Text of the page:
After the last two dozen of mediocre movies we watched that wouldn't have been worth wasting any web space or time on, (if you're out for something more than entertainment and happen to need something that grabs you by the... well, whichever place a movie's supposed to grab ya), it was good to finally enjoy the privilege of watching another "winner," which in my opinion, "Waitress" definitely was.

I like movies that teach you something about life, even if the plot isn't all as intricate as the "Matrix," and one of the things you can - if you're attentive - already grasp from the first twenty minutes of this film is a fact that seems to elude some folks for most, if not all of their lives:

The fact that we're not all the same. People are different. You may have certain goals and ambitions in life, you may want to be successful, rich or famous, but don't try to squeeze everybody into that same frame of mind of yours. Because there are different types of personalities around, and one person may have the need to dominate, another may have the need to succeed, or be secure, or to just be left alone, while yet others simply have the need to be loved for who they truly are.

And then there's another clue about that weird little thing called life: not only are people different from each other, but the person you are today may also be a totally different person than the one you might be tomorrow, or next year, or definitely in twenty years from now.
Some people change the moment they marry and become the monster they wouldn't have dared to show before, and others change the minute they have a baby and realize that something's been at work here that busts all previous confines and mindsets and schisms.

The master of the game may have drilled the Gospel of conformity into all of us for a century, getting most of us perhaps to accept that we're nothing more than mammals, and no matter how well your species may have mutated over the past 50 billion years, that's what you'll always be.

But every now and then something happens that dares to defy all that - excuse my French - bullshit and reveals that certain spark that makes the difference between us humans and our four-legged friends, even if some will refuse to see it until their deaths. It's the kind of "something" that happens while watching a movie like "Waitress" and even blows a magical breath of life into an otherwise totally idiotic ditty about baking pies, all of which (the "something," the "magic" and all that goes with it), only perceptible to those who actually walk through life with their spiritual senses activated.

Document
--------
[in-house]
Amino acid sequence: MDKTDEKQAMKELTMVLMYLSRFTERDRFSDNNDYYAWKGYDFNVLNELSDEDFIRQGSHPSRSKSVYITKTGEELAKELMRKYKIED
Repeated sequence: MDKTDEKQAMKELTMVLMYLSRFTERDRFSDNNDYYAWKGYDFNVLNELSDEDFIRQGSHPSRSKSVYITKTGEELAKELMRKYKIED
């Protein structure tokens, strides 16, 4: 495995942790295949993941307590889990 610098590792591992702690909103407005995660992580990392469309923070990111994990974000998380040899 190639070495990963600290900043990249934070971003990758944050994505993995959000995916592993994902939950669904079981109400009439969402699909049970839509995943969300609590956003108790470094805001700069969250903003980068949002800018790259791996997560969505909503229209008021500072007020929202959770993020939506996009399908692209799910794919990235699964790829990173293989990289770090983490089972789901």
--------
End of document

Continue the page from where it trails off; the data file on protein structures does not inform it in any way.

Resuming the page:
Well, you may not be getting all this same stuff out of watching this movie, but that's because we're different. And if you're into people - I mean other people apart from the doubtlessly most important person to you: yourself - then you're going to enjoy this one.
I suppose it will always take a woman to make a movie like that. Perhaps because women don't restrict their thinking or knowing to that rational process men use the thing between their ears for - and as a man I'm allowed to say that.

"Waitress" is definitely not one for our pious brothers and sisters who insist that love can only be found within the sacred boundaries of marriage. But if it's reality you're after, you'll probably get a better taste of it with this pie than from a bucket full of evening news... The reality of being human to the core, that is so utterly different from the advanced ape-man mentality we're usually told to take on.

Call us decadent, call us shameless, sinful, and blame it all on that odious Creator who obviously didn't know what He was doing, but Who loves us humans to pieces anyway, and maybe - just maybe one day so will you.

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